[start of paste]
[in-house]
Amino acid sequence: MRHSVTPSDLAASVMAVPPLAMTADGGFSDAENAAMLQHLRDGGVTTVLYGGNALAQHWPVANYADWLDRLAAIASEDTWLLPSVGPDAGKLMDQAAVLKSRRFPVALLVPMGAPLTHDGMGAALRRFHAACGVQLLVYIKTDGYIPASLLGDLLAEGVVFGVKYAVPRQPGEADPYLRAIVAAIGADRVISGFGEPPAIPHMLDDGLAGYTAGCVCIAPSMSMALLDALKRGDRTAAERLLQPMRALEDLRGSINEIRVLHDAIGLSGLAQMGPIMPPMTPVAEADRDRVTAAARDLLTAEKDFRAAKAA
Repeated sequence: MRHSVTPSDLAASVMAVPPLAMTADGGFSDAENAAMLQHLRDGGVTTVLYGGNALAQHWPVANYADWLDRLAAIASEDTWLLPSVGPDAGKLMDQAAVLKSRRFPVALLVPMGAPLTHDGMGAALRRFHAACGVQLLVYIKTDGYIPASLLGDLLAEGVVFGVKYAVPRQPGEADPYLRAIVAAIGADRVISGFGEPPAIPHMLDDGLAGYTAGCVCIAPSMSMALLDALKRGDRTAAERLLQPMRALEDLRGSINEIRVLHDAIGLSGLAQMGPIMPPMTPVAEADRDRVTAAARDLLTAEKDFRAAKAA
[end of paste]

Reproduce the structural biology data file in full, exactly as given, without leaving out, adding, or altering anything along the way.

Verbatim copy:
[in-house]
Amino acid sequence: MRHSVTPSDLAASVMAVPPLAMTADGGFSDAENAAMLQHLRDGGVTTVLYGGNALAQHWPVANYADWLDRLAAIASEDTWLLPSVGPDAGKLMDQAAVLKSRRFPVALLVPMGAPLTHDGMGAALRRFHAACGVQLLVYIKTDGYIPASLLGDLLAEGVVFGVKYAVPRQPGEADPYLRAIVAAIGADRVISGFGEPPAIPHMLDDGLAGYTAGCVCIAPSMSMALLDALKRGDRTAAERLLQPMRALEDLRGSINEIRVLHDAIGLSGLAQMGPIMPPMTPVAEADRDRVTAAARDLLTAEKDFRAAKAA
Repeated sequence: MRHSVTPSDLAASVMAVPPLAMTADGGFSDAENAAMLQHLRDGGVTTVLYGGNALAQHWPVANYADWLDRLAAIASEDTWLLPSVGPDAGKLMDQAAVLKSRRFPVALLVPMGAPLTHDGMGAALRRFHAACGVQLLVYIKTDGYIPASLLGDLLAEGVVFGVKYAVPRQPGEADPYLRAIVAAIGADRVISGFGEPPAIPHMLDDGLAGYTAGCVCIAPSMSMALLDALKRGDRTAAERLLQPMRALEDLRGSINEIRVLHDAIGLSGLAQMGPIMPPMTPVAEADRDRVTAAARDLLTAEKDFRAAKAA